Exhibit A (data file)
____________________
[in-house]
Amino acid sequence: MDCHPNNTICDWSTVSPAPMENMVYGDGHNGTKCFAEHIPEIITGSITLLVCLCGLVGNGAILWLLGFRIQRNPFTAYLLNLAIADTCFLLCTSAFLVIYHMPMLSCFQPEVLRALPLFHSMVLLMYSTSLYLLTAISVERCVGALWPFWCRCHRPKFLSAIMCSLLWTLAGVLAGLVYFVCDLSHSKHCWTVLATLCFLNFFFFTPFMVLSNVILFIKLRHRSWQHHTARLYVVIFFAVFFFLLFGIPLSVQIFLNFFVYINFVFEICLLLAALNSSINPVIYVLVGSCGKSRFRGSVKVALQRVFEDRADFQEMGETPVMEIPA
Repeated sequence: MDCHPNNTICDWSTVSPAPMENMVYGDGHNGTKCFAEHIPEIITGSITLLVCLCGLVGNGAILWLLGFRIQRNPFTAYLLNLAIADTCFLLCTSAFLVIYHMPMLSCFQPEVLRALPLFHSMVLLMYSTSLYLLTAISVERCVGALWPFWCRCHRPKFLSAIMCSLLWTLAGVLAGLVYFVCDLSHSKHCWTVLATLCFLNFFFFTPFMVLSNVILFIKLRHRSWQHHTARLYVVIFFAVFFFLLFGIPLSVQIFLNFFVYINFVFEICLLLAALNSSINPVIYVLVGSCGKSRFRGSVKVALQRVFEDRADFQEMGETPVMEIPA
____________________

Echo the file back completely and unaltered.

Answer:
[in-house]
Amino acid sequence: MDCHPNNTICDWSTVSPAPMENMVYGDGHNGTKCFAEHIPEIITGSITLLVCLCGLVGNGAILWLLGFRIQRNPFTAYLLNLAIADTCFLLCTSAFLVIYHMPMLSCFQPEVLRALPLFHSMVLLMYSTSLYLLTAISVERCVGALWPFWCRCHRPKFLSAIMCSLLWTLAGVLAGLVYFVCDLSHSKHCWTVLATLCFLNFFFFTPFMVLSNVILFIKLRHRSWQHHTARLYVVIFFAVFFFLLFGIPLSVQIFLNFFVYINFVFEICLLLAALNSSINPVIYVLVGSCGKSRFRGSVKVALQRVFEDRADFQEMGETPVMEIPA
Repeated sequence: MDCHPNNTICDWSTVSPAPMENMVYGDGHNGTKCFAEHIPEIITGSITLLVCLCGLVGNGAILWLLGFRIQRNPFTAYLLNLAIADTCFLLCTSAFLVIYHMPMLSCFQPEVLRALPLFHSMVLLMYSTSLYLLTAISVERCVGALWPFWCRCHRPKFLSAIMCSLLWTLAGVLAGLVYFVCDLSHSKHCWTVLATLCFLNFFFFTPFMVLSNVILFIKLRHRSWQHHTARLYVVIFFAVFFFLLFGIPLSVQIFLNFFVYINFVFEICLLLAALNSSINPVIYVLVGSCGKSRFRGSVKVALQRVFEDRADFQEMGETPVMEIPA